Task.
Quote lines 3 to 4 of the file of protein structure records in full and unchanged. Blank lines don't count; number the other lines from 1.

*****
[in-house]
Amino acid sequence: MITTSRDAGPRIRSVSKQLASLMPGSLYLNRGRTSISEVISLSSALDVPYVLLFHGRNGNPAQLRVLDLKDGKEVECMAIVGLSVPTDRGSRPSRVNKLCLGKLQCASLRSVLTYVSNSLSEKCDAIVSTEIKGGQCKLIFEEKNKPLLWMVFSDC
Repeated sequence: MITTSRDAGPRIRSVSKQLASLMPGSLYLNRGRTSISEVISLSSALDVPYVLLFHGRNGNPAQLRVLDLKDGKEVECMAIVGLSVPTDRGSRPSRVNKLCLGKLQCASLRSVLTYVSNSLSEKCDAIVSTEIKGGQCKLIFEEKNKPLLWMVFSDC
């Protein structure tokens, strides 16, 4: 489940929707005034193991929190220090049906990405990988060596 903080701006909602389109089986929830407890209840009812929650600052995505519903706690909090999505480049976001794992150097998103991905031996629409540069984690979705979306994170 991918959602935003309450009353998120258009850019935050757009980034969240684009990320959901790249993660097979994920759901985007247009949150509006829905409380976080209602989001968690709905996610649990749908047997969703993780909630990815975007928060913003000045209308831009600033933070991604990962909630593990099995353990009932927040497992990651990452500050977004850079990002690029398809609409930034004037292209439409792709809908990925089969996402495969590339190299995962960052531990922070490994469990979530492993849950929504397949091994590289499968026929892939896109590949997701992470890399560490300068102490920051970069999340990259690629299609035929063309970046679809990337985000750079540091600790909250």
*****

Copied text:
Repeated sequence: MITTSRDAGPRIRSVSKQLASLMPGSLYLNRGRTSISEVISLSSALDVPYVLLFHGRNGNPAQLRVLDLKDGKEVECMAIVGLSVPTDRGSRPSRVNKLCLGKLQCASLRSVLTYVSNSLSEKCDAIVSTEIKGGQCKLIFEEKNKPLLWMVFSDC
């Protein structure tokens, strides 16, 4: 489940929707005034193991929190220090049906990405990988060596 903080701006909602389109089986929830407890209840009812929650600052995505519903706690909090999505480049976001794992150097998103991905031996629409540069984690979705979306994170 991918959602935003309450009353998120258009850019935050757009980034969240684009990320959901790249993660097979994920759901985007247009949150509006829905409380976080209602989001968690709905996610649990749908047997969703993780909630990815975007928060913003000045209308831009600033933070991604990962909630593990099995353990009932927040497992990651990452500050977004850079990002690029398809609409930034004037292209439409792709809908990925089969996402495969590339190299995962960052531990922070490994469990979530492993849950929504397949091994590289499968026929892939896109590949997701992470890399560490300068102490920051970069999340990259690629299609035929063309970046679809990337985000750079540091600790909250």